Mental illness can often be compensable when there is an accompanying physical injury.
Mental illness caused by conditions at work or a workplace incident can sometimes be compensable under workers’ compensation, but oftentimes are not. It depends on your jurisdiction and the laws in your state. Most states do not allow employees to file for workers’ compensation benefits if they develop stress or anxiety or depression arising out of a work situation. However, mental illness can be compensable in most states when there is an accompanying physical injury that precipitated the mental illness or injury.
For instance, someone who develops depression as the result of their job could not seek workers’ compensation benefits. But if a work accident or injury occurs and as a result the employee also develops depression or anxiety, the condition would be compensable in most states. In extraordinary situations, standalone mental illness or injury can be compensable. Still, claiming a mental injury is not an easy process, and you should find an experienced workers’ compensation attorney who knows how to get the best results.
There are two basic types of mental injuries.
- Mental-mental. With this type of mental injury there is no accompanying physical injury. This would usually be something like PTSD, arising from a traumatic incident like robbery, harassment, or an attack. Under extraordinary circumstances like these, a strictly mental injury can be considered a compensable workers’ compensation injury. But getting compensation can still be tricky even in extreme situations. Some states are working to revise workers’ compensation laws so that policemen and first responders can receive workers’ compensation for traumatic mental injuries.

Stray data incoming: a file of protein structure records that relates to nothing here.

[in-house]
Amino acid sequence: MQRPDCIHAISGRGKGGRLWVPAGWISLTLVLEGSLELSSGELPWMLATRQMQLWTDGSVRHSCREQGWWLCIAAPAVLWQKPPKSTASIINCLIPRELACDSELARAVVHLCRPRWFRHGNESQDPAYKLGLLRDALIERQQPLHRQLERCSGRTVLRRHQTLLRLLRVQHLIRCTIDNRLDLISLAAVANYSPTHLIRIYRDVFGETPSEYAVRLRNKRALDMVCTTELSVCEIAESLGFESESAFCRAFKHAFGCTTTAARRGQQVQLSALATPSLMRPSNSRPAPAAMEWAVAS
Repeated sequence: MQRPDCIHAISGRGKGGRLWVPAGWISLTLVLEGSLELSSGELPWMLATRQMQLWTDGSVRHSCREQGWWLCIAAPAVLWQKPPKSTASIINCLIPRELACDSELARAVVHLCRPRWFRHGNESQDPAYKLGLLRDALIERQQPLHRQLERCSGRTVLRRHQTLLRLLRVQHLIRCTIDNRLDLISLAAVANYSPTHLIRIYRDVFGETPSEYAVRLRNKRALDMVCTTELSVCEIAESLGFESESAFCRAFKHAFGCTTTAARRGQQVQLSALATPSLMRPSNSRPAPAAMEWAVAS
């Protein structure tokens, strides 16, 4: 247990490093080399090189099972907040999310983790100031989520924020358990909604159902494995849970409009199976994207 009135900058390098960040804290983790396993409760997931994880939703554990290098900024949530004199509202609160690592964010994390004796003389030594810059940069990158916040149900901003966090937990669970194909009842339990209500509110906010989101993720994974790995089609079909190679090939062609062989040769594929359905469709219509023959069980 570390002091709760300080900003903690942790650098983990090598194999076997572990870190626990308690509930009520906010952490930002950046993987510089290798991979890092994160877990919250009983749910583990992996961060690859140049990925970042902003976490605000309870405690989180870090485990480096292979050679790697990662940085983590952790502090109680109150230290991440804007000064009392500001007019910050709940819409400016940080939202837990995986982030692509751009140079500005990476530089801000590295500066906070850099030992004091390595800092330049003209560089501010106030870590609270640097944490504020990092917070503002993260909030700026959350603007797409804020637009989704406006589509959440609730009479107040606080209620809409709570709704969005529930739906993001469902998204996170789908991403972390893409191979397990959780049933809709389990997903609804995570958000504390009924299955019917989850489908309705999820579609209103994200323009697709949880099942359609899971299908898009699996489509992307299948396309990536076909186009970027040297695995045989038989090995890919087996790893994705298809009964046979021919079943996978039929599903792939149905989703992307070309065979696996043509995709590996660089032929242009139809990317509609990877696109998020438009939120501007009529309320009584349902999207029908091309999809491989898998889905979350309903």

- Physical-mental injuries. When a person sustains a physical injury while on the job that causes pain, an inability to work, and other distressing symptoms, this can cause intense amounts of stress. When a person is in pain and unable to provide for their family, or perform normal activities, it is not uncommon for depression and anxiety to develop as well. This can be considered compensable. But different states approach these issues in different ways.
It is important that any mental injury be addressed. Just like with physical injuries, mental injuries can worsen over time if they are left untreated. If your mental injury is covered under workers’ compensation you should be able to receive medical treatment, counseling, medication, and financial compensation.
Contact James M. Hoffmann
You will need to contact a workers compensation attorney in your state to find out whether or not your mental injury is covered under workers’ compensation. Navigating mental injury cases can be difficult. Because they are more complicated that physical injury cases, you will want to work with an experienced workers’ compensation attorney who has expertise handling cases that involve mental injuries. Insurance companies fight mental injury cases because they do not want to be responsible for another subset of compensable injuries but with the help of an attorney you may be able to get the compensation you deserve.
With more than 30 years of workers compensation experience, James M. Hoffmann can provide you with the necessary information to make the right choices so that you can receive the best medical care, benefits and income. Contact the Law Office of James M. Hoffmann by calling (314) 361-4300 or fill out our online contact form to schedule a free Missouri Workers Compensation consultation.